Italy’s ingrained savings culture coupled with consistently low rates have spurred retail investors to seek alternatives offering higher returns.
Meanwhile, Italian banks focused on ‘plain vanilla’ lending activities have seen how the low rate environment has squeezed their profitability – not to mention the impact of the non-performing loans crisis.
As interest rates are expected to remain low for a while, some banks have decided to diversify their revenue streams or change their business models to more profitable segments – such as fee-based wealth management services.
This is the case of Intesa Sanpaolo, whose CEO, Carlo Messina, reveals the Italian bank is “successfully” moving towards a wealth management company model. In the second quarter of this year, Intesa Sanpaolo’s commission rose 10% versus Q1, while in the last two and a half years net inflows reached €64bn.
“About 50% of pre-tax income is generated by our Wealth Management business, including revenues derived from the Banca dei Territori division,” Messina says.
“We are convinced that we have substantial upside in a very low interest rate environment and an Italian asset management market with plenty of growth potential, thanks to over €840bn in client investing activity,” he says.
Another bank that is seeking to seize opportunities in wealth management is FinecoBank, which is majority owned by Italy’s largest lender UniCredit. It is putting a focus on financial advisory services – the bank owns one of the largest advisory networks in Italy with over 2,600 personal financial advisers.
Fineco also points out in its Q2 financial results that interest in advisory services has been awakened in the first half of this year – marked by high volatility in financial markets and an uncertain international investment outlook. It expects this climate to persist.
The full first half of the year again confirmed the importance of financial advisory services, and the associated planning, monitoring and controlling of risk, as investor awareness grew around “the importance of having detailed and diversified management of their portfolios”.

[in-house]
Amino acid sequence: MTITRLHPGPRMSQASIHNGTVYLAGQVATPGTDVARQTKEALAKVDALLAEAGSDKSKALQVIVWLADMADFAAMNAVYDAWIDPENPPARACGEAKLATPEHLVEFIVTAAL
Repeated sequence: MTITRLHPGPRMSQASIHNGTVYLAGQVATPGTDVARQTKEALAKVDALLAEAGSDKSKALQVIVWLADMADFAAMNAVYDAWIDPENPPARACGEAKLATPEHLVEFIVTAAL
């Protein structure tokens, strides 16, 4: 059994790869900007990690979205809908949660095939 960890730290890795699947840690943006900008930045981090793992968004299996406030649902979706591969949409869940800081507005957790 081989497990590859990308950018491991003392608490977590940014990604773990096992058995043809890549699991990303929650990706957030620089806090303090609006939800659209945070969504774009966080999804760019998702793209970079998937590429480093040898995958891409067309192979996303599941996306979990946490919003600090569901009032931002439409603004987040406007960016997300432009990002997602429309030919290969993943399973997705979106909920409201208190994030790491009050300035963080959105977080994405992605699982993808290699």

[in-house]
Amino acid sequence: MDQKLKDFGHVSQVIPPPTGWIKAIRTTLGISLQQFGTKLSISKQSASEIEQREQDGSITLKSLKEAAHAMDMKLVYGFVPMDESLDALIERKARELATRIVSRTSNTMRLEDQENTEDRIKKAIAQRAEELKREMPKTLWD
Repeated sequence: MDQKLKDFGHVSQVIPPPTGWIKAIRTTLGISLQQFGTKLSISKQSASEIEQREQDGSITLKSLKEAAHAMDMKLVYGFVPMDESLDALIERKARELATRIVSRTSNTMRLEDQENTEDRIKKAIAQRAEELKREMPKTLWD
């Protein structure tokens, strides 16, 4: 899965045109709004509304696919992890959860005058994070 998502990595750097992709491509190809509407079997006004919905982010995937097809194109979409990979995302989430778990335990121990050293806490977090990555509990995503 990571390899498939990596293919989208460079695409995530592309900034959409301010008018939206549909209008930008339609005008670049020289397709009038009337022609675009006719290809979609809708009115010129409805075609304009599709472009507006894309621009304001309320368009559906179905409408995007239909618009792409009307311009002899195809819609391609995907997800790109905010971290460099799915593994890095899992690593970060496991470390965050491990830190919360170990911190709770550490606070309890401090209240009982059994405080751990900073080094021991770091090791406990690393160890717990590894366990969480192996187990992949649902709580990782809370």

This, the bank states, is reflected in the shift of net sales towards sophisticated advisory guided products and services, which stood at €1.6bn.
“Advisory services are and continue to be the focus for the future, as an approach that is increasingly spreading and particularly appreciated among customers, especially those in the private banking segment,” Fineco says.
Alessandro Varaldo, CEO and managing director of Amundi SGR, said back in June Italian banks have made a “tremendous push” towards the advisory approach, in order to achieve a higher diversification of the investment portfolio for the final client.
RAPID AUM GROWTH
Italy’s funds industry saw its AUM increase to €1.86trn by the end of June, and net inflows through Q2 reached €27.5bn.
Most of the inflows (€21.7bn) came from banks, as the Italian banking sector is “investing significantly in their advisory divisions for funds,” Varaldo says.
Overall, the Italian fund industry has experienced strong growth of about €350bn in net sales since the start of 2013. According to Credit Suisse, the rapid growth in AUM is set to continue, supported by the investment fund market’s relative immaturity and low penetration within households’ financial asset mix – 30% of assets are estimated to be in investment and pension funds versus 40%-60% in other key European markets.
The low income on offer from Italian government bonds – 13% of wealth – and ongoing churn of bank customers out of bonds and deposits into fee generating income products should also help.
“We think the continued low rate environment, together with a still low penetration of fund products within household financial assets in Italy, and more recent tax disincentives for bank bonds – the tax rate has doubled to 26% in recent years – leaves scope for significant further growth,” Credit Suisse says.